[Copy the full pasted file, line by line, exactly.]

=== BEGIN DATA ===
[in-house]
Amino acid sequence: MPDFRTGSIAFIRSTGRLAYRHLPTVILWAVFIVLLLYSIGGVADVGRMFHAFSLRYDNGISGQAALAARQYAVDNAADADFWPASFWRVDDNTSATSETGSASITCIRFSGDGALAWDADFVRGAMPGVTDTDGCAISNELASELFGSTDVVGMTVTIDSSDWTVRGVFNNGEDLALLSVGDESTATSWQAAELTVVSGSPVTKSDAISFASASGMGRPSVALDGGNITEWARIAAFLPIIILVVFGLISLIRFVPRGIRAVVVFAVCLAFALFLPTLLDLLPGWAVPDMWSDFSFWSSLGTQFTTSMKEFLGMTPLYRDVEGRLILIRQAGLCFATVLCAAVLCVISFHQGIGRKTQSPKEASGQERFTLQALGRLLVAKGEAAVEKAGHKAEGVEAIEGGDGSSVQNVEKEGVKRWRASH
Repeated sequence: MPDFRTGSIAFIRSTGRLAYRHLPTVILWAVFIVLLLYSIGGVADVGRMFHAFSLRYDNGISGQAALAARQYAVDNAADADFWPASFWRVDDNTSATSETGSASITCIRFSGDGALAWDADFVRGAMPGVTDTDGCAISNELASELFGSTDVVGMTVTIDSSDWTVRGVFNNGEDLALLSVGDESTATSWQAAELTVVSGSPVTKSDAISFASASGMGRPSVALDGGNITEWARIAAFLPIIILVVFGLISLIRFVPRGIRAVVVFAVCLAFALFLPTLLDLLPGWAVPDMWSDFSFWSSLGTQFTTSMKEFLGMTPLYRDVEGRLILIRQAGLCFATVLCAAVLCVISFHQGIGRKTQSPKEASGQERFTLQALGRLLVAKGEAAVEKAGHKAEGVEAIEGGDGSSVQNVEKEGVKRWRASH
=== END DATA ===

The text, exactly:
[in-house]
Amino acid sequence: MPDFRTGSIAFIRSTGRLAYRHLPTVILWAVFIVLLLYSIGGVADVGRMFHAFSLRYDNGISGQAALAARQYAVDNAADADFWPASFWRVDDNTSATSETGSASITCIRFSGDGALAWDADFVRGAMPGVTDTDGCAISNELASELFGSTDVVGMTVTIDSSDWTVRGVFNNGEDLALLSVGDESTATSWQAAELTVVSGSPVTKSDAISFASASGMGRPSVALDGGNITEWARIAAFLPIIILVVFGLISLIRFVPRGIRAVVVFAVCLAFALFLPTLLDLLPGWAVPDMWSDFSFWSSLGTQFTTSMKEFLGMTPLYRDVEGRLILIRQAGLCFATVLCAAVLCVISFHQGIGRKTQSPKEASGQERFTLQALGRLLVAKGEAAVEKAGHKAEGVEAIEGGDGSSVQNVEKEGVKRWRASH
Repeated sequence: MPDFRTGSIAFIRSTGRLAYRHLPTVILWAVFIVLLLYSIGGVADVGRMFHAFSLRYDNGISGQAALAARQYAVDNAADADFWPASFWRVDDNTSATSETGSASITCIRFSGDGALAWDADFVRGAMPGVTDTDGCAISNELASELFGSTDVVGMTVTIDSSDWTVRGVFNNGEDLALLSVGDESTATSWQAAELTVVSGSPVTKSDAISFASASGMGRPSVALDGGNITEWARIAAFLPIIILVVFGLISLIRFVPRGIRAVVVFAVCLAFALFLPTLLDLLPGWAVPDMWSDFSFWSSLGTQFTTSMKEFLGMTPLYRDVEGRLILIRQAGLCFATVLCAAVLCVISFHQGIGRKTQSPKEASGQERFTLQALGRLLVAKGEAAVEKAGHKAEGVEAIEGGDGSSVQNVEKEGVKRWRASH